Chechen leader accused of mass torture and murder offers Donald Trump human rights advice: ‘End the mayhem’

Oliver Carroll

Chechnya’s gay-purging strongman Ramzan Kadyrov has made an unexpected foray into US politics by suggesting Donald Trump might have a thing or two to learn from him about human rights.

In a social media post published early on Tuesday morning, the controversial leader demanded American authorities “put an end” to “mayhem” and “illegal actions against citizens.”

“Police are lynching people right on the streets of American cities,” he wrote. “They are strangling citizens, beating them up, ramming them with cars.”

Mr Kadyrov called on international institutions and the United Nations to intervene to protect against “human rights violations ... and extrajudicial executions.”

The comments will have surprised many of Mr Kadyrov’s compatriots back home in Chechnya, the Islamic republic on Russia‘s southern border, where he has a long history of crushing dissent and systematic human rights violations.

The all-powerful leader is believed to be behind the killings of several prominent critics. They include the journalist Anna Politkovskaya, who was gunned down at her Moscow home in 2006, activist Natalya Estemirova​, abducted from her home in Chechnya in 2006, and opposition leader Boris Nemtsov, shot in the shadows of the Kremlin in 2015.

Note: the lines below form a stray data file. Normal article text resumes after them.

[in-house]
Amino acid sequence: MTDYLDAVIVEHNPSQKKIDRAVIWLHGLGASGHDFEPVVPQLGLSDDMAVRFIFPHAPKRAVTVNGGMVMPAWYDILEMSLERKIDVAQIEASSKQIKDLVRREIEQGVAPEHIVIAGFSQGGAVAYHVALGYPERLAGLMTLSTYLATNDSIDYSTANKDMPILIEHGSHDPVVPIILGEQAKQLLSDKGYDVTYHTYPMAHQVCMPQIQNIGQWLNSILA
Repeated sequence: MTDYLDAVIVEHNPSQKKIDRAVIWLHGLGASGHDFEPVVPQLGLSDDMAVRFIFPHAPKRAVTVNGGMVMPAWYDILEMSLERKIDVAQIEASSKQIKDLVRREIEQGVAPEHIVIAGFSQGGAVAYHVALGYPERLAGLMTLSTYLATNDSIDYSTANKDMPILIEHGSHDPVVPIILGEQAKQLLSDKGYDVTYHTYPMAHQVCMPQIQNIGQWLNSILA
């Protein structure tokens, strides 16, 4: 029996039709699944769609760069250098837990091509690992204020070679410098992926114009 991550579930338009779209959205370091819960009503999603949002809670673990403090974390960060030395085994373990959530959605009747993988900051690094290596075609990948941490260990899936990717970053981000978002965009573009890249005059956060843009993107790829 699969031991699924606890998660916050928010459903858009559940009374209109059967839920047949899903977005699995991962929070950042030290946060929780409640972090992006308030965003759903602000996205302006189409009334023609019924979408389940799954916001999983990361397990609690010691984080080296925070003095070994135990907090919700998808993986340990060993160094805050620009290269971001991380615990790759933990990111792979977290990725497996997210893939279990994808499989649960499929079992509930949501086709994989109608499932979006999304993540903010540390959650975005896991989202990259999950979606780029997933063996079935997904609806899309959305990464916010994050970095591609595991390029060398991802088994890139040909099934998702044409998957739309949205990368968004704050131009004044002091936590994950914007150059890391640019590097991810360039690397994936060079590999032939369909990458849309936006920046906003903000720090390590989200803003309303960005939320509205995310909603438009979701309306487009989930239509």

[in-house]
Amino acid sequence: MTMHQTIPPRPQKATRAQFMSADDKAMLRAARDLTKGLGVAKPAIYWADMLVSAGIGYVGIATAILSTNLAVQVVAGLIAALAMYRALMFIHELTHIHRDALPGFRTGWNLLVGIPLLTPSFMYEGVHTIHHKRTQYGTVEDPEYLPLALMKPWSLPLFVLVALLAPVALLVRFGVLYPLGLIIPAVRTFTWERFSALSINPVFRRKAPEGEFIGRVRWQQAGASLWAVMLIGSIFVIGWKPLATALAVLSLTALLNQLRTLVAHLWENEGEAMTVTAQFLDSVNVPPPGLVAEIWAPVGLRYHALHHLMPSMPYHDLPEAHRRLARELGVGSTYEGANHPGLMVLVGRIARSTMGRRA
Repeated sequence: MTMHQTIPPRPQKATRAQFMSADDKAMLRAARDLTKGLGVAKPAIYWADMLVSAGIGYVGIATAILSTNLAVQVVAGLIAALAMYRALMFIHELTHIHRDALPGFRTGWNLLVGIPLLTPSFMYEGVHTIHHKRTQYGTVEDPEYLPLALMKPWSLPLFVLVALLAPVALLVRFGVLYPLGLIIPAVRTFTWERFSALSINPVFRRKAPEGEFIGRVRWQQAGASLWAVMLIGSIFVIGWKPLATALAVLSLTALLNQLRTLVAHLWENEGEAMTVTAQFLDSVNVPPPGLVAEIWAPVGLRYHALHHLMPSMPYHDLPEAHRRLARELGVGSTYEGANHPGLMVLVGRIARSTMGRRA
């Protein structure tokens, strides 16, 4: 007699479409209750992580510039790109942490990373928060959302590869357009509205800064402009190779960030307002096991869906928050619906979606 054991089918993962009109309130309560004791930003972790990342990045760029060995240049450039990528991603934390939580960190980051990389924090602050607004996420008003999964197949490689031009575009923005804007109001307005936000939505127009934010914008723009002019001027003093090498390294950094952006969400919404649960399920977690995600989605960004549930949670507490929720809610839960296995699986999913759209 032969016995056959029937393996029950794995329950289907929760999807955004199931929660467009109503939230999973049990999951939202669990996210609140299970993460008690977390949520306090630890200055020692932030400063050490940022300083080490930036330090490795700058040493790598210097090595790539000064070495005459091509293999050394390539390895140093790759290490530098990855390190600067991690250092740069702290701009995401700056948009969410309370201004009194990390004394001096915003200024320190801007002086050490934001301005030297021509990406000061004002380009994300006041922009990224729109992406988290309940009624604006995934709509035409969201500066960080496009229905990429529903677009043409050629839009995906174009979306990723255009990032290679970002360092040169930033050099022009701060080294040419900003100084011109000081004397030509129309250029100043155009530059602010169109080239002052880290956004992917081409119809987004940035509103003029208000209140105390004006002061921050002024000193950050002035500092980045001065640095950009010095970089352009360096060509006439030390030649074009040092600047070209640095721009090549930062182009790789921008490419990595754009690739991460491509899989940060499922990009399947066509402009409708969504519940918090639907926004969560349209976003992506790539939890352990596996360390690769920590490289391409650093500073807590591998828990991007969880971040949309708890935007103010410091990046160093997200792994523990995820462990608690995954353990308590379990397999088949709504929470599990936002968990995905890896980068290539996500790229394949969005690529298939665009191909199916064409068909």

Some of the world’s toughest dictators can now legitimately use Minneapolis as the basis for demanding respect

Ekaterina Sokirianskaia, longtime observer of Chechnya

The Chechen leader has also been credibly linked to the abduction, torture and murder of LGBT+ people living in Chechnya in a series of “purges“ beginning in 2017. In an interview with HBO, Mr Kadyrov attempted to brush off the allegations by claiming “no such people” existed in Chechnya.

This no-nonsense style has been on display in recent weeks too. Erring on the stricter side of a Covid-19 lockdown, Mr Kadyrov first sent his feared security forces to patrol Chechen streets with sticks. Then, he suggested executing those who fail to self-isolate properly. In May, he appeared to succumb to the virus himself, though he doggedly refused to admit falling ill.

Ekaterina Sokirianskaia, director of the Conflict Analysis and Prevention Centre and an experienced observer of Chechnya, said US authorities had potentially opened themselves up to a charge of hypocrisy.

“Sadly, the situation in Minneapolis has deteriorated to such an extent that some of the world’s toughest dictators can now legitimately use it to demand respect from President Trump,” she said.

“If the US fails to deal with its domestic challenge in line with the high principles it promotes worldwide, the devaluation of human rights will be catastrophic.”

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